The James Webb Space Telescope (JWST) unveiled a celestial enigma that has left astronomers baffled. The telescope identified Jupiter-sized planets adrift in the depths of space, not tethered to any parent stars.

The objects are observed to be moving in pairs, a perplexing phenomenon that has sent shockwaves through the astronomical community.

Approximately 40 pairs of these enigmatic objects, informally dubbed JuMBOs or Jupiter Mass Binary Objects, were identified during a detailed survey of the Orion Nebula.

One leading hypothesis suggests that JuMBOs may have formed in regions of the nebula where the material density was insufficient to give rise to full-fledged stars. In these sparse regions, gas and dust may have clumped together, creating planetary-sized objects rather than stars.

Astronomers explore the possibility that these objects initially formed in close proximity to stars but were subsequently ejected into interstellar space due to various gravitational interactions or celestial dynamics. This ejection hypothesis currently stands as the leading theory among astrophysicists.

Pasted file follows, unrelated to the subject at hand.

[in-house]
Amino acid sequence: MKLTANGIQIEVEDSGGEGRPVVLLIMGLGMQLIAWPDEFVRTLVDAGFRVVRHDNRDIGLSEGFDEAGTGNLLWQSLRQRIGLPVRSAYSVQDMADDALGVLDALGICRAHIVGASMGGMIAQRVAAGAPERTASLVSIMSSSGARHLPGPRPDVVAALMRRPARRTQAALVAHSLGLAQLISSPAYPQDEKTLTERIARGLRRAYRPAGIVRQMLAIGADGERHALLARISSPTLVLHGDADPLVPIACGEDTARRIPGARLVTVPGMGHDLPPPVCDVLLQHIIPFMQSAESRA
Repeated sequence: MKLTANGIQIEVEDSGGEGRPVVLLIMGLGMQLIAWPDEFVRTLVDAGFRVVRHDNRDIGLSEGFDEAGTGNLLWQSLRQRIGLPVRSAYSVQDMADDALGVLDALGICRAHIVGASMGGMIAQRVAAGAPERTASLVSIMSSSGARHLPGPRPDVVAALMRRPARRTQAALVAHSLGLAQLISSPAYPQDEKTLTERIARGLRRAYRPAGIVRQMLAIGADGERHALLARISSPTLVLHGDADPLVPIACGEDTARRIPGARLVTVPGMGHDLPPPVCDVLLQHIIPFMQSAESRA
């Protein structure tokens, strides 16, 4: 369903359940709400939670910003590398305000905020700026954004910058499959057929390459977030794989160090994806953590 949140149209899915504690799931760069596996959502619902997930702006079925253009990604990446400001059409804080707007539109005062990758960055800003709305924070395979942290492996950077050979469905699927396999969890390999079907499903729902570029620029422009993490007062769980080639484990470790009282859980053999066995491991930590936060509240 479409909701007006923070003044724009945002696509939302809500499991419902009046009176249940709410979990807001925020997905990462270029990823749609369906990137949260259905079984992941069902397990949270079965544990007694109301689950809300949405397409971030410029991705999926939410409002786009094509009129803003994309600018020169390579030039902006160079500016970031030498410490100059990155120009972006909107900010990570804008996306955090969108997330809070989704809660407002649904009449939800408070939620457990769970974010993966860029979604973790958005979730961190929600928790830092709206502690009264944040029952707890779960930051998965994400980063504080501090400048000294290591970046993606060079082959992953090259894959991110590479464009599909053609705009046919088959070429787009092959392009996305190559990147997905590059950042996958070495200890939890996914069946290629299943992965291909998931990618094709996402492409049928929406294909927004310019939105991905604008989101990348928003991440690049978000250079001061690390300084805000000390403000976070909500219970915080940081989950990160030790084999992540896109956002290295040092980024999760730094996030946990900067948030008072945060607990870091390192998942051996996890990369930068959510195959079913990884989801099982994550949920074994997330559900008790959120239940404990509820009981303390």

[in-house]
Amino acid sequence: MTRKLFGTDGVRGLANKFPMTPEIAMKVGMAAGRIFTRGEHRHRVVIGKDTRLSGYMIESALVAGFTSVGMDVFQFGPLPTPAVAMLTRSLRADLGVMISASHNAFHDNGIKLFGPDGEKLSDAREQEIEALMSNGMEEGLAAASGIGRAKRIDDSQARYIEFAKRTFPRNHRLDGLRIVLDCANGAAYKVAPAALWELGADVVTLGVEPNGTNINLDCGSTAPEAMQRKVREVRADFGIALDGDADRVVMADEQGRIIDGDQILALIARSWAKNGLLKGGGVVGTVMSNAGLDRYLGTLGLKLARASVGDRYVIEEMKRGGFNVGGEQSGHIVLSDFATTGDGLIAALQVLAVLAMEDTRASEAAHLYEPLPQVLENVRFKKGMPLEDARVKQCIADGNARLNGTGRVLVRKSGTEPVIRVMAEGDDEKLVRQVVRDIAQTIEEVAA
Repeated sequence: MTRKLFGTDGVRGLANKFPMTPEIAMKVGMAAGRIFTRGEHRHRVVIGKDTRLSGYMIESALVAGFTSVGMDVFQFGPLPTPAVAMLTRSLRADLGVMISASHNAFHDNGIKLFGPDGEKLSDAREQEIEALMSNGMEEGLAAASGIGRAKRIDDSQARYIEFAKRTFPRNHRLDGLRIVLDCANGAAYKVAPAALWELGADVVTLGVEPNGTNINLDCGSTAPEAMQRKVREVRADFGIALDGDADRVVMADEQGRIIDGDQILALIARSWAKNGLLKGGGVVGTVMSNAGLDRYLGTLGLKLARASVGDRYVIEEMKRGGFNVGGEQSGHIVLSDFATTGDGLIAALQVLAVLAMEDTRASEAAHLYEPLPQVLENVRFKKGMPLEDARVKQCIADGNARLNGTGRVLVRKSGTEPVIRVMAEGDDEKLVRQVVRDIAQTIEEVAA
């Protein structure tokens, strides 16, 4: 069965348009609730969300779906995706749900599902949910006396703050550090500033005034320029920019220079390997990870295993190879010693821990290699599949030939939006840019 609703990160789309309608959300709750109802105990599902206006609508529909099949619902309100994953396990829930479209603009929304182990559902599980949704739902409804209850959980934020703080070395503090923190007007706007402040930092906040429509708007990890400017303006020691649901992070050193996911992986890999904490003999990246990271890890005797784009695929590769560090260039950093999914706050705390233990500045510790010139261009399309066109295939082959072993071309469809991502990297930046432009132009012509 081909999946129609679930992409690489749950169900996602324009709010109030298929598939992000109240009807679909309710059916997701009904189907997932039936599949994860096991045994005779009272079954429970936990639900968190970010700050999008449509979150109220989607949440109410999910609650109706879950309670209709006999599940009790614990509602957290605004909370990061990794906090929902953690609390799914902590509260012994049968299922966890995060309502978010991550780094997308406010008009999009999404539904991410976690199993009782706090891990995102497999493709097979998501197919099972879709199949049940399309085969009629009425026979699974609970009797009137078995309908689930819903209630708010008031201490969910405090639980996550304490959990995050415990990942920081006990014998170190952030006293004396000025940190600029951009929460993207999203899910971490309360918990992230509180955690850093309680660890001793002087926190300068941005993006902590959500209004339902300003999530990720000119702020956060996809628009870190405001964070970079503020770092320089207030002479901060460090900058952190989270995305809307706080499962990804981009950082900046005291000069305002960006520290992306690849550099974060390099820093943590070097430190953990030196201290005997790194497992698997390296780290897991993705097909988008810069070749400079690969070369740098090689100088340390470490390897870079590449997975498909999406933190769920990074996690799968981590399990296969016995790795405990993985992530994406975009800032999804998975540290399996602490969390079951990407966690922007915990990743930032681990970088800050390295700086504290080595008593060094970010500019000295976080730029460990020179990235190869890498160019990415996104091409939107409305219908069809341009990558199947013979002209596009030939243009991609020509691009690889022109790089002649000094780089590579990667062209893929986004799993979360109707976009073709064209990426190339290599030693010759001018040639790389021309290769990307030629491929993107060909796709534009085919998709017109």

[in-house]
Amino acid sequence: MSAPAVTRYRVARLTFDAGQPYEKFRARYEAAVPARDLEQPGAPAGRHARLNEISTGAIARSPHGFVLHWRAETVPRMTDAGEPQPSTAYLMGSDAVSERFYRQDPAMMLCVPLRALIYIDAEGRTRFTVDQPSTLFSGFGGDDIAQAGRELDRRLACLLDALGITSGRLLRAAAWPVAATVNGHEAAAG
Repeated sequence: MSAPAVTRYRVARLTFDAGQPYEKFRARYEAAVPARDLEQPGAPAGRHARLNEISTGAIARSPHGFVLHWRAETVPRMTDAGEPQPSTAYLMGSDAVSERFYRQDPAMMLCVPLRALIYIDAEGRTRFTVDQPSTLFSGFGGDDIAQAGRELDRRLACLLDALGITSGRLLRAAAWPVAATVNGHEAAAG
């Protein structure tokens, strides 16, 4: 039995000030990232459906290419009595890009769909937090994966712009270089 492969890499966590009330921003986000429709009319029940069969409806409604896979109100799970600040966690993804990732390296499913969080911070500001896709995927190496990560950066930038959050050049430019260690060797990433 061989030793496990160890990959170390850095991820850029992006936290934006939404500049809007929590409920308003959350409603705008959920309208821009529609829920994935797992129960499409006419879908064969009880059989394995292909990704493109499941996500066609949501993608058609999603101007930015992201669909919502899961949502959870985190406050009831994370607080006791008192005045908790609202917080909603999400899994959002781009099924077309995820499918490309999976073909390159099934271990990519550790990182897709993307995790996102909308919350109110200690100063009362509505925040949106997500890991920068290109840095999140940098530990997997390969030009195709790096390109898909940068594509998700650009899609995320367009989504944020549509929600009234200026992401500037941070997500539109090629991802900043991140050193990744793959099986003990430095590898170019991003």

Professor Mark McCaughrean, the European Space Agency’s senior science adviser, acknowledges that further theoretical work is imperative to shed light on the mystery of JuMBOs and their formation. This discovery challenges our fundamental understanding of star and planet formation, he states.

The capabilities of the James Webb Space Telescope, with its resolution and sensitivity in the infrared spectrum, have provided an unprecedented wealth of data compared to older telescopes, including its predecessor, the Hubble Space Telescope.

The Orion Nebula, known as M42, holds a special place in our cosmic neighbourhood as the closest large region where stars are currently forming relative to Earth. Located within the constellation of Orion, named after the mythical Greek hunter, the nebula can be spotted as a faint smudge in the night sky. To locate it, one can simply look for the “sword” that hangs from the hunter’s “belt” in the constellation.

The awe-inspiring image of the Orion Nebula, released by JWST, is not a single snapshot but a mosaic composed of 700 views captured by Webb’s NIRCam instrument during a week of meticulous observations.

Thousands of young stars dot the cosmic canvas, spanning a wide range of masses, from as much as 40 times the mass of our Sun to less than 0.1 times its mass. Many of these youthful stars are encircled by dense discs composed of gas and dust, potentially in the process of birthing new planets. However, the intense ultraviolet radiation and powerful winds emitted by the most massive stars in the region, particularly those within the Trapezium cluster, erode or disrupt some of these discs.